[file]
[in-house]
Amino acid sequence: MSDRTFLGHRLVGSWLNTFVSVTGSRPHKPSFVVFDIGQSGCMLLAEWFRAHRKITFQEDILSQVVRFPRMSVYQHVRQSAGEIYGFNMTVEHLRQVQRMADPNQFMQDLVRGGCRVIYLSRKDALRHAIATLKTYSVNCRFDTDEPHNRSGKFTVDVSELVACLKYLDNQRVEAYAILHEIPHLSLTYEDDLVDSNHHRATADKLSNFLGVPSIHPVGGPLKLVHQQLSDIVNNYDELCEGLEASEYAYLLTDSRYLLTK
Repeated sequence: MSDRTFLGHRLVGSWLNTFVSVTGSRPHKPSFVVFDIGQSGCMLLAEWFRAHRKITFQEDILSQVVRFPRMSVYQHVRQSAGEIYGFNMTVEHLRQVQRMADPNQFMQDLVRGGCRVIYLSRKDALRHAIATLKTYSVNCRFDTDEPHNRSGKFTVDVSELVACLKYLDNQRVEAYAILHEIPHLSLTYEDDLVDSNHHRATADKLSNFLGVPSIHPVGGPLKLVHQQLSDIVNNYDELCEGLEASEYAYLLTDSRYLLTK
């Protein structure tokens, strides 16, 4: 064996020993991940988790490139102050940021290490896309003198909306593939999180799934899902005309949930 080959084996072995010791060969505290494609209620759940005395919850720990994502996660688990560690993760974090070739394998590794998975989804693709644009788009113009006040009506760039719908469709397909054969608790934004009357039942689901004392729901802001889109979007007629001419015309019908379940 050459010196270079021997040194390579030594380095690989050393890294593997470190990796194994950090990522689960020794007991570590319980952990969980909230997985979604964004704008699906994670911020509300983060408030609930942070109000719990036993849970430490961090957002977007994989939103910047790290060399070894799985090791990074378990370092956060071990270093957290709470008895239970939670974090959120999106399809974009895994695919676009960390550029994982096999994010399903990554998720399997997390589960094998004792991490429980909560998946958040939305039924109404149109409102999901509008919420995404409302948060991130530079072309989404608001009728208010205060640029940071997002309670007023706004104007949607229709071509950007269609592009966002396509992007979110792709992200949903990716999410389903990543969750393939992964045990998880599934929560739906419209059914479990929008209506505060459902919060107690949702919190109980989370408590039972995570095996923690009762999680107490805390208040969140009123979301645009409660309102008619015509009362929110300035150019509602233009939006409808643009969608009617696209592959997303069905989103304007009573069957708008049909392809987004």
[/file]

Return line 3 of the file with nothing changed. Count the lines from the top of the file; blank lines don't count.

Repeated sequence: MSDRTFLGHRLVGSWLNTFVSVTGSRPHKPSFVVFDIGQSGCMLLAEWFRAHRKITFQEDILSQVVRFPRMSVYQHVRQSAGEIYGFNMTVEHLRQVQRMADPNQFMQDLVRGGCRVIYLSRKDALRHAIATLKTYSVNCRFDTDEPHNRSGKFTVDVSELVACLKYLDNQRVEAYAILHEIPHLSLTYEDDLVDSNHHRATADKLSNFLGVPSIHPVGGPLKLVHQQLSDIVNNYDELCEGLEASEYAYLLTDSRYLLTK